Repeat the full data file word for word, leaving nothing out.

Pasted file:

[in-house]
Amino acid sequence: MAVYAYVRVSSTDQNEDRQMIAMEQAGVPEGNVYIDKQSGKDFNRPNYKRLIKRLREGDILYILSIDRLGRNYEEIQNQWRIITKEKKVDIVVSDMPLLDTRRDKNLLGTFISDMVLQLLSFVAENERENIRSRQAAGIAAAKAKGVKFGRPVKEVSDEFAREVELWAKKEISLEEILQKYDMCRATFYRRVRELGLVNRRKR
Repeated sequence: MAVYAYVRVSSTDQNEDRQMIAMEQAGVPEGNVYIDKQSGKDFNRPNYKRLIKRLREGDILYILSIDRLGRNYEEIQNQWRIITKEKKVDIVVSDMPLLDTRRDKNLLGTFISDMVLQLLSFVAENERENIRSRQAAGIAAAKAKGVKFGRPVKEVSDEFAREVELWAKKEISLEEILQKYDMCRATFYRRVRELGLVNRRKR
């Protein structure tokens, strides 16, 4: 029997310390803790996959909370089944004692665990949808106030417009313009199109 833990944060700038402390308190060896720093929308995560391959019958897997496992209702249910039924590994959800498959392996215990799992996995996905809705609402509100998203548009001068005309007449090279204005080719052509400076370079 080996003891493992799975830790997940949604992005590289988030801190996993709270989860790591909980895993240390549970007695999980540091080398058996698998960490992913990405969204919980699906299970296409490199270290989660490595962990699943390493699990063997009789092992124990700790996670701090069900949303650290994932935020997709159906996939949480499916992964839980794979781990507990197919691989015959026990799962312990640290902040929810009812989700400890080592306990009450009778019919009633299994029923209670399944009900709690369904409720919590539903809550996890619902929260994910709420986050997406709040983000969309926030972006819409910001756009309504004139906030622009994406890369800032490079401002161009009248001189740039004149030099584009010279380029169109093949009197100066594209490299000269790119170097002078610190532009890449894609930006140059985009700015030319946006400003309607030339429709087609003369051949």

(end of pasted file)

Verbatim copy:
[in-house]
Amino acid sequence: MAVYAYVRVSSTDQNEDRQMIAMEQAGVPEGNVYIDKQSGKDFNRPNYKRLIKRLREGDILYILSIDRLGRNYEEIQNQWRIITKEKKVDIVVSDMPLLDTRRDKNLLGTFISDMVLQLLSFVAENERENIRSRQAAGIAAAKAKGVKFGRPVKEVSDEFAREVELWAKKEISLEEILQKYDMCRATFYRRVRELGLVNRRKR
Repeated sequence: MAVYAYVRVSSTDQNEDRQMIAMEQAGVPEGNVYIDKQSGKDFNRPNYKRLIKRLREGDILYILSIDRLGRNYEEIQNQWRIITKEKKVDIVVSDMPLLDTRRDKNLLGTFISDMVLQLLSFVAENERENIRSRQAAGIAAAKAKGVKFGRPVKEVSDEFAREVELWAKKEISLEEILQKYDMCRATFYRRVRELGLVNRRKR
């Protein structure tokens, strides 16, 4: 029997310390803790996959909370089944004692665990949808106030417009313009199109 833990944060700038402390308190060896720093929308995560391959019958897997496992209702249910039924590994959800498959392996215990799992996995996905809705609402509100998203548009001068005309007449090279204005080719052509400076370079 080996003891493992799975830790997940949604992005590289988030801190996993709270989860790591909980895993240390549970007695999980540091080398058996698998960490992913990405969204919980699906299970296409490199270290989660490595962990699943390493699990063997009789092992124990700790996670701090069900949303650290994932935020997709159906996939949480499916992964839980794979781990507990197919691989015959026990799962312990640290902040929810009812989700400890080592306990009450009778019919009633299994029923209670399944009900709690369904409720919590539903809550996890619902929260994910709420986050997406709040983000969309926030972006819409910001756009309504004139906030622009994406890369800032490079401002161009009248001189740039004149030099584009010279380029169109093949009197100066594209490299000269790119170097002078610190532009890449894609930006140059985009700015030319946006400003309607030339429709087609003369051949």